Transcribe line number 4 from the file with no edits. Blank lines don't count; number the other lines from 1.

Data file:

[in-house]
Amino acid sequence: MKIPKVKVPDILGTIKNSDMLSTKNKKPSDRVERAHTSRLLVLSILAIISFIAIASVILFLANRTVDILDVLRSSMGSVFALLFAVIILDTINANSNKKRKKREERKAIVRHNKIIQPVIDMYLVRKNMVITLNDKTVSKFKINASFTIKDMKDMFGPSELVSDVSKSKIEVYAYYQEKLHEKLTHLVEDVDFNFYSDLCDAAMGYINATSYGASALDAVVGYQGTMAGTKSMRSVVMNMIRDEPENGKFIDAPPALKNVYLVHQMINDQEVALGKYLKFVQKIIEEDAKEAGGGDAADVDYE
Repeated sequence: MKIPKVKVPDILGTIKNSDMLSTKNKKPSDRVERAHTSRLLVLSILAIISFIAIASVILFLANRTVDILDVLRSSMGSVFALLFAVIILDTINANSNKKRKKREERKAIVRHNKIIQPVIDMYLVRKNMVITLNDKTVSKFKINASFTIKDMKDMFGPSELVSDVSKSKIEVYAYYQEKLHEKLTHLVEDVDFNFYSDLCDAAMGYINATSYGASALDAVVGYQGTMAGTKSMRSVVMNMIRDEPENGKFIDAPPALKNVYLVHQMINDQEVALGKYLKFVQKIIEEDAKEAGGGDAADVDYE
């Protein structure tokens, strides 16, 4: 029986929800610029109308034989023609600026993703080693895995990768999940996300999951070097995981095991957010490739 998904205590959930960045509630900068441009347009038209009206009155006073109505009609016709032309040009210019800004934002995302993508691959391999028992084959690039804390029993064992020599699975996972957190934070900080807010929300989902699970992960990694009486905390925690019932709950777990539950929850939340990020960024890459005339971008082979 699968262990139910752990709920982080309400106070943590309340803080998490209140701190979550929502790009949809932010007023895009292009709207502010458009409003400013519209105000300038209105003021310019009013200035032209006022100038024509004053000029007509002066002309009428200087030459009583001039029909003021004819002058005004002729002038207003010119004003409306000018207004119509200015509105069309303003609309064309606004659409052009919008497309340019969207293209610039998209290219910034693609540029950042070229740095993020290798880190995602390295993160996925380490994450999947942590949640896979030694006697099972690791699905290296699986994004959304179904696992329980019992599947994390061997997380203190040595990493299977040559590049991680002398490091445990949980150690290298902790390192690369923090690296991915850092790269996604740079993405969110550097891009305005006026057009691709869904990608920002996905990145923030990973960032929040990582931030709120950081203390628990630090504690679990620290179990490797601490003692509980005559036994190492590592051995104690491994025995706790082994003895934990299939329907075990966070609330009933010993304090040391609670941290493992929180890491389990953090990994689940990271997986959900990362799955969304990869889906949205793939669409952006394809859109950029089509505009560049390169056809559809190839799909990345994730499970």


């Protein structure tokens, strides 16, 4: 029986929800610029109308034989023609600026993703080693895995990768999940996300999951070097995981095991957010490739 998904205590959930960045509630900068441009347009038209009206009155006073109505009609016709032309040009210019800004934002995302993508691959391999028992084959690039804390029993064992020599699975996972957190934070900080807010929300989902699970992960990694009486905390925690019932709950777990539950929850939340990020960024890459005339971008082979 699968262990139910752990709920982080309400106070943590309340803080998490209140701190979550929502790009949809932010007023895009292009709207502010458009409003400013519209105000300038209105003021310019009013200035032209006022100038024509004053000029007509002066002309009428200087030459009583001039029909003021004819002058005004002729002038207003010119004003409306000018207004119509200015509105069309303003609309064309606004659409052009919008497309340019969207293209610039998209290219910034693609540029950042070229740095993020290798880190995602390295993160996925380490994450999947942590949640896979030694006697099972690791699905290296699986994004959304179904696992329980019992599947994390061997997380203190040595990493299977040559590049991680002398490091445990949980150690290298902790390192690369923090690296991915850092790269996604740079993405969110550097891009305005006026057009691709869904990608920002996905990145923030990973960032929040990582931030709120950081203390628990630090504690679990620290179990490797601490003692509980005559036994190492590592051995104690491994025995706790082994003895934990299939329907075990966070609330009933010993304090040391609670941290493992929180890491389990953090990994689940990271997986959900990362799955969304990869889906949205793939669409952006394809859109950029089509505009560049390169056809559809190839799909990345994730499970």